Due to its sacred status, the Hijaz was never an ideal candidate for direct occupation by Britain. However, Britain’s erection of an empire-wide pilgrimage bureaucracy would pose an increasingly credible challenge to the Ottoman Caliph’s legitimacy as the sole custodian of the Muslim holy places and the Hajj. Indeed, the British empire played its “Muslim” card asserting itself to be, paradoxically for a non-Muslim island nation, the most populous and powerful “Muslim Empire” to some extent an interesting mirroring of Abdul Hamid II’s pan-Islamism.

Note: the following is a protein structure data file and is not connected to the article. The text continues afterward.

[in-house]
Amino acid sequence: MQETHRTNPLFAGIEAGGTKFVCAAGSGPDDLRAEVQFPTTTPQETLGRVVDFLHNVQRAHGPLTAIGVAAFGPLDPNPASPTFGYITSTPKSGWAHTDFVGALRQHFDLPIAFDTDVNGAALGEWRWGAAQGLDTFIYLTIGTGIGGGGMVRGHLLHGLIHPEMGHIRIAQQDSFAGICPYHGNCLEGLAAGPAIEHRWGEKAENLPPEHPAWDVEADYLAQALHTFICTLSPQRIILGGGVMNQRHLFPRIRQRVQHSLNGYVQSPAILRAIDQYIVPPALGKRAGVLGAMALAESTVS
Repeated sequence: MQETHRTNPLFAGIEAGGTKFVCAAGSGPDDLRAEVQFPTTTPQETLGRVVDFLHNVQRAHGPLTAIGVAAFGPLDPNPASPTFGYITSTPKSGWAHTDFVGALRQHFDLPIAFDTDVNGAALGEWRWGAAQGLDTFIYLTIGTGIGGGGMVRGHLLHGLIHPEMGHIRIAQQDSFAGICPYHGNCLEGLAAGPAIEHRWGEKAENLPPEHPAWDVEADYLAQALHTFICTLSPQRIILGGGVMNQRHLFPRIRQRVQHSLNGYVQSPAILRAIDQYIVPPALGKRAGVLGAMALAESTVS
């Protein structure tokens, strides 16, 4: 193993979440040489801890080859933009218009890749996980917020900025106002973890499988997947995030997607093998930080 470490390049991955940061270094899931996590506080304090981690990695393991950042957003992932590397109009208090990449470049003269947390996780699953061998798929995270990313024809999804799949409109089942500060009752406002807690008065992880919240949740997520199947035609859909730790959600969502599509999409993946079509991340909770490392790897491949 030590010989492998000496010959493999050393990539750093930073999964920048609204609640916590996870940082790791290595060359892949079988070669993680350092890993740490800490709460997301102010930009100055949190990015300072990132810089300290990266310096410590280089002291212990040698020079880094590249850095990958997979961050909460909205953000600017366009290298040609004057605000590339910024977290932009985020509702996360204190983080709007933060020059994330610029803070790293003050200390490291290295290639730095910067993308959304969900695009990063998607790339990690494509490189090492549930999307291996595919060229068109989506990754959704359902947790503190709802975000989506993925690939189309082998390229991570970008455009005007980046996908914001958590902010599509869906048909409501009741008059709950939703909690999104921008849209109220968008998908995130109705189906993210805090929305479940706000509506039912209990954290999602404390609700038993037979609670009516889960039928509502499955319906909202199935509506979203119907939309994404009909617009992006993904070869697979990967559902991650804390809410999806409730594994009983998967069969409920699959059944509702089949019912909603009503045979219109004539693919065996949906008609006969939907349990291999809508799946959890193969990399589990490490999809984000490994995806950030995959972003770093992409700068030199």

The affairs of Muslim subjects making the pilgrimage to Mecca became an object of international non-Muslim regulation particularly as regards cholera epidemics and quarantine. In British eyes the Hijaz was seen as an abode of pan-Islamic anticolonial radicalisation. The steamship made the Hajj accessible to pilgrims of modest means. Indian ocean pilgrims accounted for nearly half of ocean-going arrivals in the 1890s. Indians were also the principal carriers of cholera. In 1865 cholera wiped out 15,000-30,000 pilgrims from a total of 150,000. India’s pilgrim masses were the source of the epidemic. The epidemic spread far and wide as pilgrims travelled back to their homes resulting in the loss of over 200,000 North American and European lives. British embarrassment that its subjects were responsible for such an epidemic would lead to the development of a British administered quarantine Island at the mouth of the Red Sea at Karaman Island for Muslims wishing to enter Arabia for the pilgrimage to Mecca and Medina. Such imperial meddling in Islamic pilgrimage affairs only came to an end in 1957 with World Health Organisation approved quarantine facilities in Jeddah. Today humanity faces another deadly disease courtesy of a populous Asian nation.